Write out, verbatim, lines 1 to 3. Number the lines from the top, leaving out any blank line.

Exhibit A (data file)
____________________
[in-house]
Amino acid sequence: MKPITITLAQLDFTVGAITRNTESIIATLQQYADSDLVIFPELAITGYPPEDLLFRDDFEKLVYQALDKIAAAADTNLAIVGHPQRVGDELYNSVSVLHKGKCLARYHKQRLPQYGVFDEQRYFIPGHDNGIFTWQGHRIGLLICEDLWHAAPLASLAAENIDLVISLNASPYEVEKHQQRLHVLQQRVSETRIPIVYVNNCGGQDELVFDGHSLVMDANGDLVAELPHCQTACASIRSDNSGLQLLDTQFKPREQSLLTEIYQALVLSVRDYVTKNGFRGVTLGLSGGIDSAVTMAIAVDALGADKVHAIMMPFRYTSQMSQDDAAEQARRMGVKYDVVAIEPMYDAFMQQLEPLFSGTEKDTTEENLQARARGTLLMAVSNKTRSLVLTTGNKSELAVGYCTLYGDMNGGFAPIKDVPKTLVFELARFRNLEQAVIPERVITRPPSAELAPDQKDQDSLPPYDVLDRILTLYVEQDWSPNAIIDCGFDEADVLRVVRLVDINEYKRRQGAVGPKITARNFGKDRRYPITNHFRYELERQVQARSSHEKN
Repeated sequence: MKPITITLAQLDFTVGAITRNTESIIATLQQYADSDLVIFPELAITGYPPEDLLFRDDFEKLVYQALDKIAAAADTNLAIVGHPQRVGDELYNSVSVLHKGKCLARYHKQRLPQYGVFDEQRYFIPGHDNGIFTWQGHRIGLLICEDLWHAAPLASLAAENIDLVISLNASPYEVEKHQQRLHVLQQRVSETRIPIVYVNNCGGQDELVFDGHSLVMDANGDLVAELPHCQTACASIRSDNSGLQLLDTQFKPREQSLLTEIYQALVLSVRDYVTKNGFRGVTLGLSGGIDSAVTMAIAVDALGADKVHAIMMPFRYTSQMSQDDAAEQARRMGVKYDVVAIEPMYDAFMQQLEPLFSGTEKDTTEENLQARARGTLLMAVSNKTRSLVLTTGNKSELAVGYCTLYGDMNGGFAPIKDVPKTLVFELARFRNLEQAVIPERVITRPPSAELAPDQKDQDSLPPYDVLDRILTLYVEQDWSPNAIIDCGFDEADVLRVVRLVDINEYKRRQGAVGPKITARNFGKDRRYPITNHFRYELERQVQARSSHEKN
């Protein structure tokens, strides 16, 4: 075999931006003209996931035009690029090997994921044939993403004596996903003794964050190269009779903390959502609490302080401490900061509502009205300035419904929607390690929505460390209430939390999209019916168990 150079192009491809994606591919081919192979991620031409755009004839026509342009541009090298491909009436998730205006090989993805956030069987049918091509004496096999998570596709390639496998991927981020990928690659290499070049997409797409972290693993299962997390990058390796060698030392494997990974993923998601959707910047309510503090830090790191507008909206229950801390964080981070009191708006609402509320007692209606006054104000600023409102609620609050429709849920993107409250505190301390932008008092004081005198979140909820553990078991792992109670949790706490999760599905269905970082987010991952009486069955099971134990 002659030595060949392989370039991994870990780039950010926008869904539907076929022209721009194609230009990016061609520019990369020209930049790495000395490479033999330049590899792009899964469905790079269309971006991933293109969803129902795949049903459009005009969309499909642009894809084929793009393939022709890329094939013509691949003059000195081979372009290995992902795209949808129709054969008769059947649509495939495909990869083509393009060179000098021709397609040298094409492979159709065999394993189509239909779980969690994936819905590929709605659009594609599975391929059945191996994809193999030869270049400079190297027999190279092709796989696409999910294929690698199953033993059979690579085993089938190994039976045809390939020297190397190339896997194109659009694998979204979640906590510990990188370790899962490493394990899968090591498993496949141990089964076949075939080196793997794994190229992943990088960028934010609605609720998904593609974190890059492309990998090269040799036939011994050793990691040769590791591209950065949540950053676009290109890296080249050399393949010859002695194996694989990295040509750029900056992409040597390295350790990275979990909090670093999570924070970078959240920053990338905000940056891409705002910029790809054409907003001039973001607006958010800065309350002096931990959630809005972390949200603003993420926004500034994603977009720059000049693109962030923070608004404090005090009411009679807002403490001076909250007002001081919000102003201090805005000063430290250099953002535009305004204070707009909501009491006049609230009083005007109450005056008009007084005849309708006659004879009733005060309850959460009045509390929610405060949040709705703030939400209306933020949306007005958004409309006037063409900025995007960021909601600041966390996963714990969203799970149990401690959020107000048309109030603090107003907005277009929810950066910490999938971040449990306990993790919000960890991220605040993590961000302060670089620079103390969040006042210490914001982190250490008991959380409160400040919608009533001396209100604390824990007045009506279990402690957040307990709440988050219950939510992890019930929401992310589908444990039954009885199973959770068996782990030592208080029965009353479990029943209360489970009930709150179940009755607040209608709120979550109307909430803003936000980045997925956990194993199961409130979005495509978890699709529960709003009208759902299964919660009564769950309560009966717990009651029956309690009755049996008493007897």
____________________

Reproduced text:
[in-house]
Amino acid sequence: MKPITITLAQLDFTVGAITRNTESIIATLQQYADSDLVIFPELAITGYPPEDLLFRDDFEKLVYQALDKIAAAADTNLAIVGHPQRVGDELYNSVSVLHKGKCLARYHKQRLPQYGVFDEQRYFIPGHDNGIFTWQGHRIGLLICEDLWHAAPLASLAAENIDLVISLNASPYEVEKHQQRLHVLQQRVSETRIPIVYVNNCGGQDELVFDGHSLVMDANGDLVAELPHCQTACASIRSDNSGLQLLDTQFKPREQSLLTEIYQALVLSVRDYVTKNGFRGVTLGLSGGIDSAVTMAIAVDALGADKVHAIMMPFRYTSQMSQDDAAEQARRMGVKYDVVAIEPMYDAFMQQLEPLFSGTEKDTTEENLQARARGTLLMAVSNKTRSLVLTTGNKSELAVGYCTLYGDMNGGFAPIKDVPKTLVFELARFRNLEQAVIPERVITRPPSAELAPDQKDQDSLPPYDVLDRILTLYVEQDWSPNAIIDCGFDEADVLRVVRLVDINEYKRRQGAVGPKITARNFGKDRRYPITNHFRYELERQVQARSSHEKN
Repeated sequence: MKPITITLAQLDFTVGAITRNTESIIATLQQYADSDLVIFPELAITGYPPEDLLFRDDFEKLVYQALDKIAAAADTNLAIVGHPQRVGDELYNSVSVLHKGKCLARYHKQRLPQYGVFDEQRYFIPGHDNGIFTWQGHRIGLLICEDLWHAAPLASLAAENIDLVISLNASPYEVEKHQQRLHVLQQRVSETRIPIVYVNNCGGQDELVFDGHSLVMDANGDLVAELPHCQTACASIRSDNSGLQLLDTQFKPREQSLLTEIYQALVLSVRDYVTKNGFRGVTLGLSGGIDSAVTMAIAVDALGADKVHAIMMPFRYTSQMSQDDAAEQARRMGVKYDVVAIEPMYDAFMQQLEPLFSGTEKDTTEENLQARARGTLLMAVSNKTRSLVLTTGNKSELAVGYCTLYGDMNGGFAPIKDVPKTLVFELARFRNLEQAVIPERVITRPPSAELAPDQKDQDSLPPYDVLDRILTLYVEQDWSPNAIIDCGFDEADVLRVVRLVDINEYKRRQGAVGPKITARNFGKDRRYPITNHFRYELERQVQARSSHEKN